Pikeville banker was a respected church deacon. Now he faces 18 months in prison.

The dozens of letters sent to U.S. District Judge Karen Caldwell paint an image of one of Pikeville’s most respected sons.

The letters gush over Brent Lee’s leadership role at First Baptist Church of Pikeville, his professionalism as a banker, and his reputation as a loving father and husband.

But on Wednesday, Lee was sentenced to 18 months in prison for conspiracy to commit bank fraud. His sentence also includes paying $248,000 in restitution to the bank he defrauded, and serving a supervised release for five years after his prison sentence.

Lee was convicted in February in federal court of nine charges, including conspiracy and aiding bank fraud, for crimes committed in 2014 and 2015. At that time, Lee used his senior position at Branch Banking & Trust to make fraudulent loans that cost BB&T nearly $250,000.

Friends of Lee said the charges shocked the community. As his sentencing date approached, dozens of people sent letters asking Caldwell for leniency.

“His stature in the community, in my opinion, was as strong as anyone’s,” said Mike Francisco, president of the engineering firm Pike Technical Services, Inc., and a friend of Lee’s. “If the judge has any leniency within her powers, I think everyone would like to see her use that.”

The guideline sentencing range for Lee’s crimes was 30 to 37 months, according to court records.

Lee, a market president for BB&T at the time of the crimes, was charged in the case with Paul Fannin, a residential developer from Floyd County, and Chelsea Stone, Fannin’s 25-year-old daughter.

Fannin was sentenced to one day of time served. Stone was granted a pretrial diversion, which allows her to avoid prison time.

According to a news release from U.S. Attorney Robert M. Duncan Jr., Fannin had an outstanding $950,000 loan with BB&T to develop a townhouse project called Stone Crest Properties.

BB&T officials became concerned with the progress of the loan and the project, and downgraded Fannin so that he could not borrow more money from the bank.

Lee then suggested to Fannin that they use Stone to get a new loan from the bank. Eventually, Lee conspired to create multiple fraudulent loans in Stone’s name totaling nearly $250,000. Nearly all of that money ended up in Fannin’s pocket, according to court records.

Fannin spent at least $120,000 of that money at casinos, according to the news release.

Lee grew up in Pike County, graduated from Morehead State University, and, after a couple years working outside Kentucky, moved back to Pike County with his wife, according to the letters.

After his return to Pikeville, Lee held many leadership positions in the community. He was the president of the Rotary Club, a deacon and Sunday school teacher at First Baptist Church, and president of the local American Red Cross chapter, among other things, according to the letters.

He regularly donated blood to the Kentucky Blood Center and coached girls softball and basketball.

Letters from Lee’s family suggest he was simply trying to help Fannin with his business, and never knew his actions were illegal.

“I know that he never received any money from Fannin,” Lee’s wife, Kristi Lee, wrote in a letter to the judge. “I think this was proven in court. I know our finances and I’ve seen his earnings. But most importantly, I know him and I know that he would never do that.”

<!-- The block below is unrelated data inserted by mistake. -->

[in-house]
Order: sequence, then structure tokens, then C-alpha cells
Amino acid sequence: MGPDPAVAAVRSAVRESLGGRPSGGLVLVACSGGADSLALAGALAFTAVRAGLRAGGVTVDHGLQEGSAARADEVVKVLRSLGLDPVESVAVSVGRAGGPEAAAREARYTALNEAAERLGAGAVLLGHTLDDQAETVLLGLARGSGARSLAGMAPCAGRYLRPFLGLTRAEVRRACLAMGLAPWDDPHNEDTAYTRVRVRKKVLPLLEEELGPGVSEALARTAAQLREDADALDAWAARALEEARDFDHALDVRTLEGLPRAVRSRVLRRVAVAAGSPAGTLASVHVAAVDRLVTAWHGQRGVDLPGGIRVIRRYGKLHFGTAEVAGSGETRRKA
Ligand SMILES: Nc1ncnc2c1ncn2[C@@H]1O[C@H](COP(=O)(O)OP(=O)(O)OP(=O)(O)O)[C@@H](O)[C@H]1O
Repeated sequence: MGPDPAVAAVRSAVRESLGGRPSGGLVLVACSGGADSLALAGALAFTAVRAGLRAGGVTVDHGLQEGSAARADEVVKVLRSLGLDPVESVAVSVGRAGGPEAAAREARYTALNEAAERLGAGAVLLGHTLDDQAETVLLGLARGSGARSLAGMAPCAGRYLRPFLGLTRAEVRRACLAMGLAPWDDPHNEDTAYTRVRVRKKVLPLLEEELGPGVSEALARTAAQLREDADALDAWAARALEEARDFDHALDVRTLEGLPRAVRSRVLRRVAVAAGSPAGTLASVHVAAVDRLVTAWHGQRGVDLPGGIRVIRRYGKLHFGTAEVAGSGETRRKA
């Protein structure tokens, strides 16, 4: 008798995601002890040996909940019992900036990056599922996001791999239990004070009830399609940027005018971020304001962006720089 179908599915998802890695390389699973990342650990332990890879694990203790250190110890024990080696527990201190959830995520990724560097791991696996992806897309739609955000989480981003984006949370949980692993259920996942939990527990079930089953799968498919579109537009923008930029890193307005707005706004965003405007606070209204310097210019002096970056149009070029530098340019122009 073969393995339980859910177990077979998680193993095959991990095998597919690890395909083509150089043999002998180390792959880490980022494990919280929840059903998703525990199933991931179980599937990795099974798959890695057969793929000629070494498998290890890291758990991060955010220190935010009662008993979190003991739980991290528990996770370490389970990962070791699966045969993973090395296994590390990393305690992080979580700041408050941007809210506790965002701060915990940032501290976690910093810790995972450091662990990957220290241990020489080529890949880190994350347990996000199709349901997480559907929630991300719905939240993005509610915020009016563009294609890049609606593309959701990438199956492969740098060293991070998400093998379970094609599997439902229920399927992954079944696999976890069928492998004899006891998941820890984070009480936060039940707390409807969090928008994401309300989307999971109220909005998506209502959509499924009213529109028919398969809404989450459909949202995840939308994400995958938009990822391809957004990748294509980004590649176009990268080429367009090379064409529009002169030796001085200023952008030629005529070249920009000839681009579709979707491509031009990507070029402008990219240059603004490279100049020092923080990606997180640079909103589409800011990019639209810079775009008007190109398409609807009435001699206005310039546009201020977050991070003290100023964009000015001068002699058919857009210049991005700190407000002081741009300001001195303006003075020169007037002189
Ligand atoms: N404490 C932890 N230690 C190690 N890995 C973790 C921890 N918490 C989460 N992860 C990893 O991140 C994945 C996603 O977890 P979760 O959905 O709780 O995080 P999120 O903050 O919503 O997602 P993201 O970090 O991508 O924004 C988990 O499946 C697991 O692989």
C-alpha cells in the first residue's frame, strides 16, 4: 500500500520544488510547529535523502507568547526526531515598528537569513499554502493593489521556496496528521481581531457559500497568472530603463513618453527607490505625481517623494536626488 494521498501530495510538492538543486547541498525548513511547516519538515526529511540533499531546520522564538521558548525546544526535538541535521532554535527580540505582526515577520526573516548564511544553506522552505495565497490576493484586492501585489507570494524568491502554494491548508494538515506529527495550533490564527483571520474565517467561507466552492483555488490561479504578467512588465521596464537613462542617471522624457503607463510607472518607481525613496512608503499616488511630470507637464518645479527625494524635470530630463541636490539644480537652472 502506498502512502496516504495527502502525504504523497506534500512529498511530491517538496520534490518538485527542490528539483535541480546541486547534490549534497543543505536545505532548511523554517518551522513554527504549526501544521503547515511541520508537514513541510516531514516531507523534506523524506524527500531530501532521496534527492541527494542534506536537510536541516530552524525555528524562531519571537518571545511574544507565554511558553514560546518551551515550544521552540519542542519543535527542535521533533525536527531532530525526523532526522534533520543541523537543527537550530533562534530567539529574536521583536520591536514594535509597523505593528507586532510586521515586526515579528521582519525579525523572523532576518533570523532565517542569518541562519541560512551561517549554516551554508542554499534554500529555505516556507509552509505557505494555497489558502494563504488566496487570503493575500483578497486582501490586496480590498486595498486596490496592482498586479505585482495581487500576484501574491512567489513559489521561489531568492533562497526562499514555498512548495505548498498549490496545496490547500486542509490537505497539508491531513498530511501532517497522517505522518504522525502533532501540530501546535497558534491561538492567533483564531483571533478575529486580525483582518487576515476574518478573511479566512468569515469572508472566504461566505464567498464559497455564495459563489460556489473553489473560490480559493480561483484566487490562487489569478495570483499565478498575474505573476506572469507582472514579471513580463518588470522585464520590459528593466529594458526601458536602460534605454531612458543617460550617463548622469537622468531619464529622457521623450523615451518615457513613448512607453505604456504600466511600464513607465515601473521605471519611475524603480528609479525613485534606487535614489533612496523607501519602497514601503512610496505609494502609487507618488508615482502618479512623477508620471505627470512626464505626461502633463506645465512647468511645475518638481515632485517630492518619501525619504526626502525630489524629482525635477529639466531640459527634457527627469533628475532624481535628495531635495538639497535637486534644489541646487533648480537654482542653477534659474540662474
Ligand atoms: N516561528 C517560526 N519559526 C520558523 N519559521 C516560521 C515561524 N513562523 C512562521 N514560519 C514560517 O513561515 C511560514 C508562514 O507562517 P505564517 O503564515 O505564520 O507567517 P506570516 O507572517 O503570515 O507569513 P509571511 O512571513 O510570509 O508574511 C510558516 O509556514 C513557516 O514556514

Other letters from family and community members relayed the same message, saying that good people sometimes do bad things, and that Lee was likely unaware of the severity of his actions.

A motion filed in May by prosecutors requesting more severe sentencing guidelines for Lee paints a different picture.

The motion sought a tougher sentence for Lee because he played a leadership role in the scheme, saying that Lee “was the insider, who initiated the scheme and performed the necessary acts to carry it out.”

“Lee transformed BB&T’s commercial lending operation into an ATM for Fannin, literally bankrolling his gambling addiction,” the motion reads.

Caldwell did not apply the leadership role standard, which would have added time to Lee’s sentence, during the hearing Wednesday.

Fannin used $100,000 of the $250,000 to pay off a loan at BB&T, but lost $100,000 of the money in a single night while gambling at a West Virginia casino, according to a sentencing memorandum filed by Lee.

David Hefner, who has known Lee for 14 years through First Baptist, said he has prayed and spoken with Lee since the conviction.

“He’s never denied or tried to pass the buck,” Hefner said. “The thing that breaks my heart for him is that anytime I tried to reach out, he immediately refers to his family.”

Lee is the father of three daughters, who also wrote letters on his behalf.

One letter, from William J. Baird III of the law firm Baird & Baird, P.S.C., said that despite the conviction “(Lee) is still held in high esteem among those who know him best” for his service to the community and his role at First Baptist.

Another, from J.R. Blackburn II, the manager and senior wealth adviser at the local Merrill Lynch branch, told the judge that Lee has already “lost it all,” including his career and business status, and asked the judge to “show mercy on Brent and his family.”

During the sentencing hearing Wednesday, Caldwell said the court has received “too many letters to name” on Lee’s behalf.

“You are well loved and regarded by many in your community,” Caldwell said to Lee during the hearing.

Lee must report to the Bureau of Prisons on Oct. 1 to begin his sentence.

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